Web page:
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Federal judge seizes Puerto Rico government funds amid crisis

Published:Sunday | April 24, 2016 | 12:00 AM
In this Wednesday, July 29, file 2015 photo, the Puerto Rican flag flies in front of Puerto Rico’s Capitol in San Juan.

Puerto Rico's financially strapped government was ordered by a federal judge on Friday to immediately pay long overdue bills owed by the Health Department to companies that serve mentally disabled people in the United States territory.

US District Judge Gustavo Gelpi said his order seemed to be the only way to protect the rights of a special-needs population amid a worsening economic crisis.

"Otherwise, the effects to these individuals will be devastating and beyond repair," he wrote in the order, which is tied to a 12-year legal battle in which the US government sought to improve Puerto Rico's health system for the mentally disabled.

Gelpi also called an emergency meeting with top government officials next week and warned that he will take additional steps if the situation is not resolved.

"The parties are invited to be as creative as possible," he wrote.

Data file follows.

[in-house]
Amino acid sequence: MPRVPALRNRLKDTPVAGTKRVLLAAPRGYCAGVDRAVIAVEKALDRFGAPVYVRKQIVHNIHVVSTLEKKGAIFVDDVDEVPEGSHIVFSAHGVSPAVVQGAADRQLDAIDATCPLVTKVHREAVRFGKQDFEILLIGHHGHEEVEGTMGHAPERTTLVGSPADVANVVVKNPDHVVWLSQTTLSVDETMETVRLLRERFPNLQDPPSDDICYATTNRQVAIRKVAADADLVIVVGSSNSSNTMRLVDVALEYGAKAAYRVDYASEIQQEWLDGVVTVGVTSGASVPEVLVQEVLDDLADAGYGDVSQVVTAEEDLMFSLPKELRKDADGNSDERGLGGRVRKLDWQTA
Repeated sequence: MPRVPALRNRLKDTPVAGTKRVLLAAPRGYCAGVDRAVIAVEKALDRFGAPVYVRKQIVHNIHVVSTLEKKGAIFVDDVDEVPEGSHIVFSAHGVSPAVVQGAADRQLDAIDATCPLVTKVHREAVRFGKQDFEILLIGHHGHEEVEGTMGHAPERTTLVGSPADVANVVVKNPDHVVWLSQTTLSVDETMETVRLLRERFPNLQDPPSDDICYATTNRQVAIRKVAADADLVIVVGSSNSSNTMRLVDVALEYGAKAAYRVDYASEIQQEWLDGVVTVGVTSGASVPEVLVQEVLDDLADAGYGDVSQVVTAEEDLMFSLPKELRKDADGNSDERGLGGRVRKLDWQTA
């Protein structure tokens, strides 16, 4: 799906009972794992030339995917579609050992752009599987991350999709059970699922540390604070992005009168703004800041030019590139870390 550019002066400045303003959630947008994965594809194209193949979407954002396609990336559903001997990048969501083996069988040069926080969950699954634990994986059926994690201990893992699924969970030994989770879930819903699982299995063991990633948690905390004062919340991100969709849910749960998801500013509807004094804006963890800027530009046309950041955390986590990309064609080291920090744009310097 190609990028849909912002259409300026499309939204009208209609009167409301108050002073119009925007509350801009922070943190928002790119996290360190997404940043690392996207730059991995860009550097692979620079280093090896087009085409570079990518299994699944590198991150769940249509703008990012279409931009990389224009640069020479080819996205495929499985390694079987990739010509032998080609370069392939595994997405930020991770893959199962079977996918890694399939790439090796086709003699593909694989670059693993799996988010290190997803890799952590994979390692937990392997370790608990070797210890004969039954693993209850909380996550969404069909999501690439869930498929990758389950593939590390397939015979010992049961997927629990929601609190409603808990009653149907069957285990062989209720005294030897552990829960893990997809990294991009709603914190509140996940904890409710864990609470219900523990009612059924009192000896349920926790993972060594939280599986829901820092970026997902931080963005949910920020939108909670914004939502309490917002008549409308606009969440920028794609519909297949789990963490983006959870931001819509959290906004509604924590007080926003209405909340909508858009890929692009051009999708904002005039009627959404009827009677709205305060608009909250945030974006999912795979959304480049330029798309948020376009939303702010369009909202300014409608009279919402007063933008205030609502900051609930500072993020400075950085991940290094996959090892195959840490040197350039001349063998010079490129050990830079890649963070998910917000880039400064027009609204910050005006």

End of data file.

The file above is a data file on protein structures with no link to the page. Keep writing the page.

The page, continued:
Yaritza Ortiz, a spokeswoman for Puerto Rico's Health Department, told The Associated Press that the agency will issue cheques to providers Monday and Tuesday. She declined further comment and did not provide any other details, including the total amount of money that would be disbursed and how many companies would be paid.

The order comes as the US territory's government runs out of money and faces a US$70 billion public debt load that the governor has said is unpayable and needs restructuring. Public agencies, including the Health Department, are increasingly being forced to decide how they will use dwindling revenue, which has resulted in dozens of government providers going unpaid for months at a time.

The economic crisis has also thrown Puerto Rico's upcoming Democratic primary into question.

The island's Elections Commission held an emergency meeting on Friday because the Treasury Department has not released US$3 million needed to print ballots and pay for vote-counting machines for the June 5 primary, in which Puerto Rico Democrats are to choose 67 delegates.

"This situation is unacceptable," commission director Liza Garcia said. She said the body is running out of time and she is considering going to court to force payment.

Puerto Rico's Treasury Department has said it will not release the money until next week.

Meanwhile, the US Congress has delayed action on a Puerto Rico debt restructuring bill that is being rewritten after it fell short of votes last week.